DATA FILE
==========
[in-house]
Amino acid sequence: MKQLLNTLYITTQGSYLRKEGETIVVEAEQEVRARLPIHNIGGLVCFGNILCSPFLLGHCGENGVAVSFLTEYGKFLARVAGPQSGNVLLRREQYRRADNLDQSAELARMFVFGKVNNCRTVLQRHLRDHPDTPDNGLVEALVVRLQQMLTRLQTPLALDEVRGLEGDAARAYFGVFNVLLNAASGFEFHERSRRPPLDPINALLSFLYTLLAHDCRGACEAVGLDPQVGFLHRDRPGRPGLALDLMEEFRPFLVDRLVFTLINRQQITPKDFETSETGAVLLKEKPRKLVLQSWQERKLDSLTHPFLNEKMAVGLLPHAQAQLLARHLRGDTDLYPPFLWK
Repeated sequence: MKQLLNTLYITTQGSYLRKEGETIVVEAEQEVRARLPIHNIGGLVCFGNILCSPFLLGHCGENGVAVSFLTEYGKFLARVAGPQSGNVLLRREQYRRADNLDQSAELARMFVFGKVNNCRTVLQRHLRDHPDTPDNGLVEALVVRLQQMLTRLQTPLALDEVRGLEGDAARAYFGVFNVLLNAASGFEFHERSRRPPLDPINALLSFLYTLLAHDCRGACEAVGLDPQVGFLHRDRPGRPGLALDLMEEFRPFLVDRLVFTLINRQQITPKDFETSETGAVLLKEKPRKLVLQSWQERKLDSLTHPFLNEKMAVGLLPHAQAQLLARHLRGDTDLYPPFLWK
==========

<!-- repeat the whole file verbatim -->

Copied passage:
[in-house]
Amino acid sequence: MKQLLNTLYITTQGSYLRKEGETIVVEAEQEVRARLPIHNIGGLVCFGNILCSPFLLGHCGENGVAVSFLTEYGKFLARVAGPQSGNVLLRREQYRRADNLDQSAELARMFVFGKVNNCRTVLQRHLRDHPDTPDNGLVEALVVRLQQMLTRLQTPLALDEVRGLEGDAARAYFGVFNVLLNAASGFEFHERSRRPPLDPINALLSFLYTLLAHDCRGACEAVGLDPQVGFLHRDRPGRPGLALDLMEEFRPFLVDRLVFTLINRQQITPKDFETSETGAVLLKEKPRKLVLQSWQERKLDSLTHPFLNEKMAVGLLPHAQAQLLARHLRGDTDLYPPFLWK
Repeated sequence: MKQLLNTLYITTQGSYLRKEGETIVVEAEQEVRARLPIHNIGGLVCFGNILCSPFLLGHCGENGVAVSFLTEYGKFLARVAGPQSGNVLLRREQYRRADNLDQSAELARMFVFGKVNNCRTVLQRHLRDHPDTPDNGLVEALVVRLQQMLTRLQTPLALDEVRGLEGDAARAYFGVFNVLLNAASGFEFHERSRRPPLDPINALLSFLYTLLAHDCRGACEAVGLDPQVGFLHRDRPGRPGLALDLMEEFRPFLVDRLVFTLINRQQITPKDFETSETGAVLLKEKPRKLVLQSWQERKLDSLTHPFLNEKMAVGLLPHAQAQLLARHLRGDTDLYPPFLWK